Power of convergence16 January 2013
It's not that many years since industry was being pushed from pillar to post over the power of PLCs versus PCs, but all that has changed.
Talk to any of the factory automation system giants and it's clear that the old PLC (programmable logic controller) versus PC – and, for that matter, PLC versus DCS (distributed control system) – debates are just that: old news. Have that conversation with some of the original DCS developers and, although it's not quite the same story, they too will concede that the overlap, in terms of functionality, redundancy, scale, engineering environments and even experience and expertise, is now considerable and growing.
One of the reasons is technology. Massive increases in on-chip processing power and memory mean that systems capable of running multi-axis motion control, with ratioing and interpolation, are, broadly, just as capable of executing control functions, involving complex algorithms. Yes, sequential and continuous control remain very different, but systems are routinely now built with capabilities that span both, also supporting everything from ladder logic to function libraries.
Another factor is business, with the few remaining consolidated firms in the PLC camp having worked hard on strategic acquisitions. Consider Rockwell's purchase of triple-redundant systems developer ICS Triplex and MPC (model predictive controls) firm Pavilion – both advanced process industry specialists and each with considerable systems engineering arms – not to mention Irish system integrator ProsCon.
That said, today, there's also no argument that PC-based control systems are ever likely to supersede PLCs. That 20 year-old prediction has long since been laid to rest: indeed, growth of the latter still far surpasses the former. Nowadays each system type is played to its strengths, with PCs reserved for running multiple applications, number crunching and visualisation, while PLCs and their I/O and subsystems handle the sharp end of automation. In fact, increasing numbers of what should probably be termed PLC systems – 'probably', only because so many include PC chipsets and functionality but in PLC form factor – now look after all aspects of monitoring and control.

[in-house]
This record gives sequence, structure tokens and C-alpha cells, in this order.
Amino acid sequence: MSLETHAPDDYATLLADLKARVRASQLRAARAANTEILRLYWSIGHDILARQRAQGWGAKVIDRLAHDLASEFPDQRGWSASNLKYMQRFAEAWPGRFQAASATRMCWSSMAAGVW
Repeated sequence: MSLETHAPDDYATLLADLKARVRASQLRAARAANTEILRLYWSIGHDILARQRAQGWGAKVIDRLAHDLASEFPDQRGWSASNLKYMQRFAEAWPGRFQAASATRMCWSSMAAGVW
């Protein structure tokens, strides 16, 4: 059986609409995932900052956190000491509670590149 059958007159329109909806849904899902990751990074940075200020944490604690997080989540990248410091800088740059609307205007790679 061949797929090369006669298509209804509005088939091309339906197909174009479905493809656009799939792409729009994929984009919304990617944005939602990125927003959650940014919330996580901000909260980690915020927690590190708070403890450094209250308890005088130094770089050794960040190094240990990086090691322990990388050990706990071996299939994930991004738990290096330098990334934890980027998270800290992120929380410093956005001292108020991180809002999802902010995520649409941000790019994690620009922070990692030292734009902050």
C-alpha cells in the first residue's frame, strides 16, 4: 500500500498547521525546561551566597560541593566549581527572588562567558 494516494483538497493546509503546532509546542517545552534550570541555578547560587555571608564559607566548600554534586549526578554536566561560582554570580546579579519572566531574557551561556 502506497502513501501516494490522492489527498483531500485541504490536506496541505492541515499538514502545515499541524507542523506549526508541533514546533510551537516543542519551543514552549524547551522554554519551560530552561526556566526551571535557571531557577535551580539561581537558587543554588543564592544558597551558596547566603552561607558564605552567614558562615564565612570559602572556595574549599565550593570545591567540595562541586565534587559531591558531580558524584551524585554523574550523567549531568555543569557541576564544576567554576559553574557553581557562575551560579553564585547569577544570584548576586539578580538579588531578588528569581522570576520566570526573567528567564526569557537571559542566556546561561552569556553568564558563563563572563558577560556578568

Why PLCs? Partly price but primarily because they're based on dedicated and proven operating systems, specifically developed for control purposes. Unlike Microsoft Windows and similar commercial environments, you're not looking at operating systems subject to cycles of change and obsolescence. And that same argument applies to DCSs. As Roel Mulder, Emerson Process Management's director of system migration and modernisation, says: "People in industry don't want to upgrade every five years... They also want stability and redundancy, particularly with major plants like refineries, which cannot shut down for system maintenance. A decade ago, everyone was talking about open systems, but now people want a proper proprietary control environment, with long-term support."
And that's not all: Brian Holliday, divisional director with Siemens Industry Automation, also points to PLC developers' focus on the real worlds of plant and factory automation. "For example, we're constantly growing our portfolio of global and project-specific object libraries that can be shared, re-used and enforced in multi-site organisations. And while those provide the power of high level language environments such as C++ – with structured programming, etc, in our TIA [Totally Integrated Automation] portal – they do so with the discipline you need for real plant."
Returning to the overlap between PLCs and DCSs, it's not just about turf wars – although there is inevitably plenty of that. As Richard Sturt, Rockwell's business development manager for the process industries, puts it: "There's considerable value in a single plant- or factory-wide system handling everything from production line automation to plant control loops. Not least the fact of a single database and one engineering platform."